• Hygenic bin emptying with a quick single button cyclone release and bin empty. No need to touch the dirt.
  • Whole-machine HEPA filtration ensures that allergens are trapped inside the machine, not expelled back into the home.

Dyson Small Ball Allergy review: A powerful corded upright vacuum that allergy sufferers will appreciate


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Welcome to our Dyson Small Ball Allergy Review. In short, this might be the best Dyson upright corded vacuum cleaner for small homes.

Dyson may specialize in high-spec cordless vacuum cleaners, but for many, the best Dyson vacuum cleaner is still the good old vertical cord. This may come as a surprise to many – after all, Dyson announced that the V10 cordless vacuum cleaner put an end to its corded vacuum cleaners back in 2018. Despite this, in 2019The last Dyson Small Ball Allergy plug-in vacuum cleaner was introduced.

Following on from its predecessor, the Dyson Light Ball Animal, the new Dyson Small Ball Allergy does not differ much in design and performance. However, the key feature here is that it is specifically certified for people with asthma and allergies at home, which is also a plus for pet owners.

The best thing about this model is that it is cheap and comfortable (at Dyson prices) and costs only 19£9. This is probably the average price of a modern premium upright vacuum cleaner. But can it still deliver the optimal performance and convenience of Dyson’s more innovative cleaners? We have tested it.

  • The best vacuum cleaner: without bag and with bag, with wire and without cable


Assembling the small Dyson allergy ball was a little confusing trying to figure out the intricate attachment of the wand to the retractable cord. There are red buttons that need to be pressed to insert and release parts such as the wand and dust box. And while everything should just be a slot and a click (theoretically!), it turned out to be a bit finicky.

In terms of design, it is well built, ergonomic and equipped with a 1.6 liter bagless dust container. Enough to do all the hard cleaning work without spending multiple times on the trash can. The one-click bin emptying feature allows you to quickly and easily empty the bin with a simple push of a button.

However, it is quite heavy at 6.9 kg. And while it’s not the heaviest of the upright vacuums, I can imagine that it will soon become a problem if you live in a large house or when going up and down flights of stairs. However, it’s neat, looks good, and is compact enough to fit nicely in a storage closet. The solid plastic construction is strong and durable without unnecessary wobble.

The main feature of the allergy to small Dyson balls lies in the name. Specially formulated with a filtration system that is Allergy Standards Limited certified to be allergy and asthma free. For the allergy sufferer who often struggles with the musty smell in the air that can often be left behind after vacuuming, this is a huge bonus!

(Image credit: Dyson)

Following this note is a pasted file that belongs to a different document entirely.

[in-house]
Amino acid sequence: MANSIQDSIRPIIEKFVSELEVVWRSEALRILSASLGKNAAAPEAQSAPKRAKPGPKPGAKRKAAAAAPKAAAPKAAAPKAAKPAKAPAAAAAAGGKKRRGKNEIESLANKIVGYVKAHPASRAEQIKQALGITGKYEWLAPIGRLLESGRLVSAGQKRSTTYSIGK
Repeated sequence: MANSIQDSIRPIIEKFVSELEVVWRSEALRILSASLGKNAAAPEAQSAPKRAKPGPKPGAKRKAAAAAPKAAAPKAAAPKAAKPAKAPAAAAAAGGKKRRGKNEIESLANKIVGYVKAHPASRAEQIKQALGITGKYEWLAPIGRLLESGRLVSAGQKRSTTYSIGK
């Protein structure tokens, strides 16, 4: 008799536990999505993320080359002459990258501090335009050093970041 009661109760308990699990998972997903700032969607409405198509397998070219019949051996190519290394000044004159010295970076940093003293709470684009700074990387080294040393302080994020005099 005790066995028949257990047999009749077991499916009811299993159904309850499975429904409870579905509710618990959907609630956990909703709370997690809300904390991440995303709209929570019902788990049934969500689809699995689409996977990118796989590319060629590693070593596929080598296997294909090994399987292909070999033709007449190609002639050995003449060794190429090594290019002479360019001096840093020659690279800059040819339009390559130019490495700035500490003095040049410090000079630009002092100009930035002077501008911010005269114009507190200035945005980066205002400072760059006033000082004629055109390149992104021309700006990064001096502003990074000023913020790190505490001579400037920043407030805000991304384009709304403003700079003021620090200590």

Of course, there’s Dyson’s signature ball feature, which is perfect for easy movement and room navigation. However, there is one drawback: the ball is too big to fit under a sofa, bed, or other low furniture for it to be tucked away well. To do this, you will have to detach the wand and use a suitable attachment to treat these inaccessible places. A bit inconvenient when you just want to fully inspect the floor.

With a quick nozzle with a large reach and a quick release, it makes it easy to switch from mopping to ceilings and walls. And the extension cord is LONG, with endless stretch to get to the most inconvenient places.

Supplied with motorized floor nozzle and air flow regulator. The rotating brush can also be disabled on a hard floor. In addition, it has a set of attachments, including a handy stair tool, a combination tool, a soft dust removal brush (which is super soft!) and a useful mattress tool. The only thing that worries me about accessories is where to store them, especially if you already have a full cupboard! And while Dyson has a handy accessory holder on the side where you can stack multiple tools on top of another, you still need to find room for two other attachments. However, you at least know that there is a tool to suit every cleaning need.

It is also equipped with a 9.4 meter cord which, in combination with an extended extension hose, is useful for cleaning the stairs (without them falling over). Having said that, I miss the instant convenience that a retractable cord brings.


The Dyson Small Ball Allergy detector is easy to use. Once back upright, you simply press the power button, tilt the handle back so it slides off the stabilizer wheels and is ready to go (no pun intended!).

As you’d expect from Dyson, exceptional power and suction on both hard floors and carpets is undeniable. On hard floor and tile, it quickly sucks up dust, crumbs and everything else in seconds. Its exceptional power comes from a 700W motor and Radial Root Cyclone technology that captures dust successfully. In particular, the soft brush was a handy part of the kit for removing accumulated dust in and around the fireplace, bookshelves, and window sills.